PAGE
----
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Truncating Prolactin Receptor Mutations Promote Tumor Growth in Murine Estrogen Receptor-Alpha Mammary Carcinomas.

Overview of attention for article published in Cell Reports, September 2016
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  • In the top 25% of all research outputs scored by Altmetric
  • Good Attention Score compared to outputs of the same age (78th percentile)
  • Average Attention Score compared to outputs of the same age and source

Mentioned by

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13 tweeters

Citations

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4 Dimensions

Readers on

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13 Mendeley
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Title
Truncating Prolactin Receptor Mutations Promote Tumor Growth in Murine Estrogen Receptor-Alpha Mammary Carcinomas.
Published in
Cell Reports, September 2016
DOI 10.1016/j.celrep.2016.08.076
Pubmed ID
Authors

Griffith, Obi L, Chan, Szeman Ruby, Griffith, Malachi, Krysiak, Kilannin, Skidmore, Zachary L, Hundal, Jasreet, Allen, Julie A, Arthur, Cora D, Runci, Daniele, Bugatti, Mattia, Miceli, Alexander P, Schmidt, Heather, Trani, Lee, Kanchi, Krishna-Latha, Miller, Christopher A, Larson, David E, Fulton, Robert S, Vermi, William, Wilson, Richard K, Schreiber, Robert D, Mardis, Elaine R

Abstract

Estrogen receptor alpha-positive (ERα+) luminal tumors are the most frequent subtype of breast cancer. Stat1(-/-) mice develop mammary tumors that closely recapitulate the biological characteristics of this cancer subtype. To identify transforming events that contribute to tumorigenesis, we performed whole genome sequencing of Stat1(-/-) primary mammary tumors and matched normal tissues. This investigation identified somatic truncating mutations affecting the prolactin receptor (PRLR) in all tumor and no normal samples. Targeted sequencing confirmed the presence of these mutations in precancerous lesions, indicating that this is an early event in tumorigenesis. Functional evaluation of these heterozygous mutations in Stat1(-/-) mouse embryonic fibroblasts showed that co-expression of truncated and wild-type PRLR led to aberrant STAT3 and STAT5 activation downstream of the receptor, cellular transformation in vitro, and tumor formation in vivo. In conclusion, truncating mutations of PRLR promote tumor growth in a model of human ERα+ breast cancer and warrant further investigation.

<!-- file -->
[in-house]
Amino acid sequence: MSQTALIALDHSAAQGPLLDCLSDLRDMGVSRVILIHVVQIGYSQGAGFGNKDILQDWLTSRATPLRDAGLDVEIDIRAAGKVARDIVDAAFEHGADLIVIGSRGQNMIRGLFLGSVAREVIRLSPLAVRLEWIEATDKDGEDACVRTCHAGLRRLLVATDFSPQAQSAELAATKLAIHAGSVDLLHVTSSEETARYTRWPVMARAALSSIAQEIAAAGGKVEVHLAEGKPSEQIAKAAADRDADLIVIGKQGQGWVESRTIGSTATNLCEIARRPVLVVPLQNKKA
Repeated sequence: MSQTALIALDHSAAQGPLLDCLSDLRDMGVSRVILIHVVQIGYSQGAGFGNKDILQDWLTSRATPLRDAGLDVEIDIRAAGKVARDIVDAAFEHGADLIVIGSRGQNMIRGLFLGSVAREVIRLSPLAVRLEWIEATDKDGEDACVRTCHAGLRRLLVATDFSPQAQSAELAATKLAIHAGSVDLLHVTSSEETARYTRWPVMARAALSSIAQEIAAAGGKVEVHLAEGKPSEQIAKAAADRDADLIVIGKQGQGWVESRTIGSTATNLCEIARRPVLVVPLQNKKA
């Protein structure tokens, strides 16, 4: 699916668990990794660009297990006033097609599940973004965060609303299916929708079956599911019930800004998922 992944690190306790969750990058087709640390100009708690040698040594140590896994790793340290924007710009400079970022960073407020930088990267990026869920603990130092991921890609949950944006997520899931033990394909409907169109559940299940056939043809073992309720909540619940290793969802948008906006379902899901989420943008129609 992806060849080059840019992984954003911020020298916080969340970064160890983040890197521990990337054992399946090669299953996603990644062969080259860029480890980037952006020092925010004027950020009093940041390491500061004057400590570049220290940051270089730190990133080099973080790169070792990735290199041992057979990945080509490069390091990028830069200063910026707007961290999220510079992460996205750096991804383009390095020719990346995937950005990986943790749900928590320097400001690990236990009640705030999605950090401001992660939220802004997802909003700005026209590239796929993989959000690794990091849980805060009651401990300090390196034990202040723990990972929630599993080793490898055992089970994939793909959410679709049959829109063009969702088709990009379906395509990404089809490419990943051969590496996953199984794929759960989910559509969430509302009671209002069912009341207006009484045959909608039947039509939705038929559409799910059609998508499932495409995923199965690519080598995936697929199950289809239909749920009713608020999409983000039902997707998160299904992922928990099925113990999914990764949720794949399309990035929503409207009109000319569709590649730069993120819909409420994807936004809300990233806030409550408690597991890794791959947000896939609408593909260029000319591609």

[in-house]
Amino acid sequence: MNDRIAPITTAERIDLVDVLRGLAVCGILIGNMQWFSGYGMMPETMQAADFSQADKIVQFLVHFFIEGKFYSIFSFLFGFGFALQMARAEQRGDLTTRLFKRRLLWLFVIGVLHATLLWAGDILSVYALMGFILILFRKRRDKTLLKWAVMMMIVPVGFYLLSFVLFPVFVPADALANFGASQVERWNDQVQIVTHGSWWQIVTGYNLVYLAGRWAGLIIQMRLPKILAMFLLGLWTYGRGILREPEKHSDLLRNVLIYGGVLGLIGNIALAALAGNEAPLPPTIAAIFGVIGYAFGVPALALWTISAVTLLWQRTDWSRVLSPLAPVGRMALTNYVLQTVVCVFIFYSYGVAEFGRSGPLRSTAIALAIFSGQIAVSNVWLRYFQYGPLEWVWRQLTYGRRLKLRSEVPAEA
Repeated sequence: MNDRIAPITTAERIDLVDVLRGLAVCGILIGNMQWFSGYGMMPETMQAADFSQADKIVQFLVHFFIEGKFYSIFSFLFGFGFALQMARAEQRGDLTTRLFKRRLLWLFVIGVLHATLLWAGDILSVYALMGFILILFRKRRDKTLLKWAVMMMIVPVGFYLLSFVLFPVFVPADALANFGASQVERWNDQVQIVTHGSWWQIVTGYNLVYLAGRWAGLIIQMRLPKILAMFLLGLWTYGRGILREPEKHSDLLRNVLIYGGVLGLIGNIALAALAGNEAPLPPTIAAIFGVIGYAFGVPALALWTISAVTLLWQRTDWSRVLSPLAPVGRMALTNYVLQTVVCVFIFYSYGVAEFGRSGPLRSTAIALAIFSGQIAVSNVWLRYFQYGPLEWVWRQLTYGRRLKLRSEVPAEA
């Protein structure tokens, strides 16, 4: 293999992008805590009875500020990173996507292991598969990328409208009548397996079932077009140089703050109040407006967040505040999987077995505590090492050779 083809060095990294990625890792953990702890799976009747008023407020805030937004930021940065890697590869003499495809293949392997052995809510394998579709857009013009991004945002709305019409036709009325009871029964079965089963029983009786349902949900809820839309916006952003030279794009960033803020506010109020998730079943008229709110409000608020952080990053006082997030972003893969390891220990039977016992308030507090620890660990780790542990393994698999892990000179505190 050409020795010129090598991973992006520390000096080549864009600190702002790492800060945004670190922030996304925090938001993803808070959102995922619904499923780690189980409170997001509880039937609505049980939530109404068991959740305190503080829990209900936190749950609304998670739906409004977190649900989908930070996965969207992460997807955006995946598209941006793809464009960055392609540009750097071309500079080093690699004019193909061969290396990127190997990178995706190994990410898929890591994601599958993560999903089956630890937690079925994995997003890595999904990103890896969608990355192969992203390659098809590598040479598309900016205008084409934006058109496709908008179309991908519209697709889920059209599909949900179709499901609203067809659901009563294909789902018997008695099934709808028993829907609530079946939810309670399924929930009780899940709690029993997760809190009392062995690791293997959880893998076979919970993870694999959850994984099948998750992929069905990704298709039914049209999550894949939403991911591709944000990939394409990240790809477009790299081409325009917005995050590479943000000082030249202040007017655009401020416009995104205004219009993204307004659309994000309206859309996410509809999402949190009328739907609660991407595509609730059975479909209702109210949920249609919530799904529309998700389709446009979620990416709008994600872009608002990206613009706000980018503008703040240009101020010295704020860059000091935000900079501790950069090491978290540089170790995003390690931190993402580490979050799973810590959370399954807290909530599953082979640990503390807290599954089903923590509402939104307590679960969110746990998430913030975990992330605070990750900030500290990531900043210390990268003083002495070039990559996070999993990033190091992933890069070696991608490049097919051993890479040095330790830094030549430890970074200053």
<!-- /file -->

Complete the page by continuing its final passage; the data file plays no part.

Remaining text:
Twitter Demographics

The data shown below were collected from the profiles of 13 tweeters who shared this research output. Click here to find out more about how the information was compiled.

Mendeley readers

The data shown below were compiled from readership statistics for 13 Mendeley readers of this research output. Click here to see the associated Mendeley record.

Geographical breakdown

Country Count As %
Sweden 1 8%
Unknown 12 92%

Demographic breakdown

Readers by professional status Count As %
Student > Ph. D. Student 4 31%
Student > Bachelor 2 15%
Researcher 2 15%
Student > Master 1 8%
Student > Postgraduate 1 8%
Other 3 23%
Readers by discipline Count As %
Biochemistry, Genetics and Molecular Biology 7 54%
Agricultural and Biological Sciences 3 23%
Veterinary Science and Veterinary Medicine 1 8%
Unspecified 1 8%
Social Sciences 1 8%
Other 0 0%

Attention Score in Context

This research output has an Altmetric Attention Score of 8. This is our high-level measure of the quality and quantity of online attention that it has received. This Attention Score, as well as the ranking and number of research outputs shown below, was calculated when the research output was last mentioned on 21 October 2016.
All research outputs
#1,642,754
of 11,330,364 outputs
Outputs from Cell Reports
#2,322
of 4,872 outputs
Outputs of similar age
#56,610
of 259,330 outputs
Outputs of similar age from Cell Reports
#148
of 282 outputs
Altmetric has tracked 11,330,364 research outputs across all sources so far. Compared to these this one has done well and is in the 85th percentile: it's in the top 25% of all research outputs ever tracked by Altmetric.
So far Altmetric has tracked 4,872 research outputs from this source. They typically receive a lot more attention than average, with a mean Attention Score of 24.4. This one has gotten more attention than average, scoring higher than 52% of its peers.
Older research outputs will score higher simply because they've had more time to accumulate mentions. To account for age we can compare this Altmetric Attention Score to the 259,330 tracked outputs that were published within six weeks on either side of this one in any source. This one has done well, scoring higher than 78% of its contemporaries.
We're also able to compare this research output to 282 others from the same source and published within six weeks on either side of this one. This one is in the 47th percentile – i.e., 47% of its contemporaries scored the same or lower than it.